27 Sep 2007 Contribute to Jupiterimages

StockXpertStockXpert have today announced a new distribution channel providing anyone the opportunity to contribute to Jupiterimages.   Anyone who has been   a registered and approved contributor at StockXpert for more than three months, that is.

The announcement completes the circle for all three large stock photography companies drawing talent from microstock into the traditional stock photo market. Getty Images created the opportunity when it purchased iStockphoto in 2006 and Corbis did so when it created SnapVillage earlier this year.

The program is called SXPress and the collection accepting contributions, one of their more established ones, is Dynamic Graphics. They’re accepting both photographs and illustrations, but they must be exclusive. Photos must be 55MB and illustrations must be vectors. Rejected images will still be eligible for non-exclusive distribution at StockXpert.

Application is by email, and the process will be a lot more personal than at StockXpert. Details at the special SXPress page.

Like other recent events in stock photo industry pricing, this further closes the gap between microstock and traditional stock. Not only do the three largest stock photography companies own microstock agencies, they now all have established channels to take microstock contributors into the traditional world. This is not lost on StockXpert: “the macro guys are coming over here, so why not show you can compete with them on their own turf too?!”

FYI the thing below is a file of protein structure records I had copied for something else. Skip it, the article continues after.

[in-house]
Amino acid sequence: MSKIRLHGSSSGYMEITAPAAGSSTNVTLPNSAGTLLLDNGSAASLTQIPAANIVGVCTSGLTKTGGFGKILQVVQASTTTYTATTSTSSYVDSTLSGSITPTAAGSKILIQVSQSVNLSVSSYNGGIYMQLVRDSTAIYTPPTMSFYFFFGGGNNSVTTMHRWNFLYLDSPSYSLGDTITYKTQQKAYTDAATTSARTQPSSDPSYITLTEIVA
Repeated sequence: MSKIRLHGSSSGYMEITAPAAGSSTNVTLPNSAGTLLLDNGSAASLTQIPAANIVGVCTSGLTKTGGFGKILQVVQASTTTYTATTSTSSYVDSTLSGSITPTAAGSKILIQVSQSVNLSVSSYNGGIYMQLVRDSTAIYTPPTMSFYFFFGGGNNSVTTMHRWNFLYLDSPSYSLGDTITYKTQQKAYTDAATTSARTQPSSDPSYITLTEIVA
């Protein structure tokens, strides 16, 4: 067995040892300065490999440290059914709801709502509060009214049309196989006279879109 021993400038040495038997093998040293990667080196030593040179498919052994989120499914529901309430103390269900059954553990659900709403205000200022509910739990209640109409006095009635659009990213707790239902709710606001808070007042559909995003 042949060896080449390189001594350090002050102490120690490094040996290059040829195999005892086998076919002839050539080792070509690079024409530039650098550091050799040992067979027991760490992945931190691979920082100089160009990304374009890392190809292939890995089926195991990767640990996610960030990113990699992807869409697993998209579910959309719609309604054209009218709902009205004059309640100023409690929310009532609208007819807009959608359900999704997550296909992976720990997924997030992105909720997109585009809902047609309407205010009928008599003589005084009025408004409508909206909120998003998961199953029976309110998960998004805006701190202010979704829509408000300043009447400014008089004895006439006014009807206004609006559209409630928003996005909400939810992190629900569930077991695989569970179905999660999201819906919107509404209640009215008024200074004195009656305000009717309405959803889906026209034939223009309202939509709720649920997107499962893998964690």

• Ivan Parr
    Posted at 04:17h, 05 June Reply

    Hello, I am a nature photographer who would like to sell my photos through Jupiter. Please let me know how I might complete this step.


    • Lee Torrens
      Posted at 20:23h, 05 June Reply

      Hi Ivan, this post was back in 2007 and the company has since undergone some major changes, including a change of owner and the closure of the StockXpert part of the business. Subsequently this opportunity is no longer available. You’ll need to seek out opportunities with other agencies, though it might pay to look for agencies who specialize in your topic. Nature, as a subject, is not high on the priorities for many of the larger libraries.


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